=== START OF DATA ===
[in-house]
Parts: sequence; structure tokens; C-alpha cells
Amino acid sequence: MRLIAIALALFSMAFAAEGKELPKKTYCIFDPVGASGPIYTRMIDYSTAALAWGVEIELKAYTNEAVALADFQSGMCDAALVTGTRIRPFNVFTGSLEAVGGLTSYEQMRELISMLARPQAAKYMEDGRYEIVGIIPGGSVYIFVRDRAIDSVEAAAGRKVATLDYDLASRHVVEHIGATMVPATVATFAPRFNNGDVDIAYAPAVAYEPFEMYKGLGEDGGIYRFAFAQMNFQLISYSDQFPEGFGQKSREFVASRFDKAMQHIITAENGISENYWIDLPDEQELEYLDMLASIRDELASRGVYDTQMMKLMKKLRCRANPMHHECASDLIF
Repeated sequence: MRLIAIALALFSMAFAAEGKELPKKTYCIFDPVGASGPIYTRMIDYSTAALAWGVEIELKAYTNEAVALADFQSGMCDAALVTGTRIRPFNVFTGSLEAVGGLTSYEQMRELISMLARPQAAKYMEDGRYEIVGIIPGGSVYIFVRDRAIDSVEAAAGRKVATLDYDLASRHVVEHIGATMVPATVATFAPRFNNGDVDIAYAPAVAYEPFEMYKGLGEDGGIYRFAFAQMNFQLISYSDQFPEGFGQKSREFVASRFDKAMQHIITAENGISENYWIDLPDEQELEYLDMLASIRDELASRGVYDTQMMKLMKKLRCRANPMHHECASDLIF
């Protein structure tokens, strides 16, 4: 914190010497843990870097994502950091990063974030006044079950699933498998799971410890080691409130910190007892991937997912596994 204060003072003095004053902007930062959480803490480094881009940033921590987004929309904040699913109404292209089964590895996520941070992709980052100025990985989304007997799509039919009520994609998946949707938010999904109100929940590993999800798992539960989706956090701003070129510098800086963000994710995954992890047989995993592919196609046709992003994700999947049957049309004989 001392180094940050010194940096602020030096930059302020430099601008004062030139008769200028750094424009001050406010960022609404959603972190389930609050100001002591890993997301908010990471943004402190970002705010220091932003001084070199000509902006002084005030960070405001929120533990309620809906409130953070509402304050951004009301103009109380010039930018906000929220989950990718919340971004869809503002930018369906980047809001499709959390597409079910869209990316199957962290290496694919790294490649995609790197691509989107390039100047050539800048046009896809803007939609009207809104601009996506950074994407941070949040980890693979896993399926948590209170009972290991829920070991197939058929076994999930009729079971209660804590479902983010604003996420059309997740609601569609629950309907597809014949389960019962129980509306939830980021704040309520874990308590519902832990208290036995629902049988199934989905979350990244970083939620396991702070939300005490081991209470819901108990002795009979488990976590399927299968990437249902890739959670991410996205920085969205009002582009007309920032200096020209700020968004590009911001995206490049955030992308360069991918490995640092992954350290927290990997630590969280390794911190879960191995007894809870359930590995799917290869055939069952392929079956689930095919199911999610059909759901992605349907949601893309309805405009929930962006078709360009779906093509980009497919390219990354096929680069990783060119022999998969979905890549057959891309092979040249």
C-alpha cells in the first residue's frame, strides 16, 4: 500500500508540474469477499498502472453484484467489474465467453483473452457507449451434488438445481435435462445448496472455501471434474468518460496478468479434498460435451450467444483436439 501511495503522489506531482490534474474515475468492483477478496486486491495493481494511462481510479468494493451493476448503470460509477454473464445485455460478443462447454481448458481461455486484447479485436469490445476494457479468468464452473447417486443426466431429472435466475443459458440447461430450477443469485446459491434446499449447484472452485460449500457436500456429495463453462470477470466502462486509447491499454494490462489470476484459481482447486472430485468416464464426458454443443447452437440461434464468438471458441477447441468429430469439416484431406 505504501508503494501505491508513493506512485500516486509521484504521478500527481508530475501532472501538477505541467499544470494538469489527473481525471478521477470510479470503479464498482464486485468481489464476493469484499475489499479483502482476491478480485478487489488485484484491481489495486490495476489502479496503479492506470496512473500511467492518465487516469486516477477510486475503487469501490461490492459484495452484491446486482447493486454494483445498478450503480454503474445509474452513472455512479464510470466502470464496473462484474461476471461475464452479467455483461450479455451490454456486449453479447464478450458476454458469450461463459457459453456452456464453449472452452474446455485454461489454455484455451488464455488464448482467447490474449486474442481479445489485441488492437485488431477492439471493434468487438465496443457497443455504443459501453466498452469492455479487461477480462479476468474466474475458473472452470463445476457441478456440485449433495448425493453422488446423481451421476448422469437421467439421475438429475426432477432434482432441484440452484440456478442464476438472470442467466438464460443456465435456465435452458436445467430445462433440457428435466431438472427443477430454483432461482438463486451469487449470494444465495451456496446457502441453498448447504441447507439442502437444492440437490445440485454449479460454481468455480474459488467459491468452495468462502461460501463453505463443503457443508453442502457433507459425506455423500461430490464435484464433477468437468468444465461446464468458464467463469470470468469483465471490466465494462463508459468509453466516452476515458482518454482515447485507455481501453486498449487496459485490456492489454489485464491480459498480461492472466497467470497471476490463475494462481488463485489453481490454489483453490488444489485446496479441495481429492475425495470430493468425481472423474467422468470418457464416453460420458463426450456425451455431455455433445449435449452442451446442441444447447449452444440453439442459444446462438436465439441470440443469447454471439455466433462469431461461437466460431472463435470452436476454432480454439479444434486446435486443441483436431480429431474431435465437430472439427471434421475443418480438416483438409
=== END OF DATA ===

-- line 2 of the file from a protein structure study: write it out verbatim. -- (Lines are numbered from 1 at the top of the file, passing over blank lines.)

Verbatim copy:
Parts: sequence; structure tokens; C-alpha cells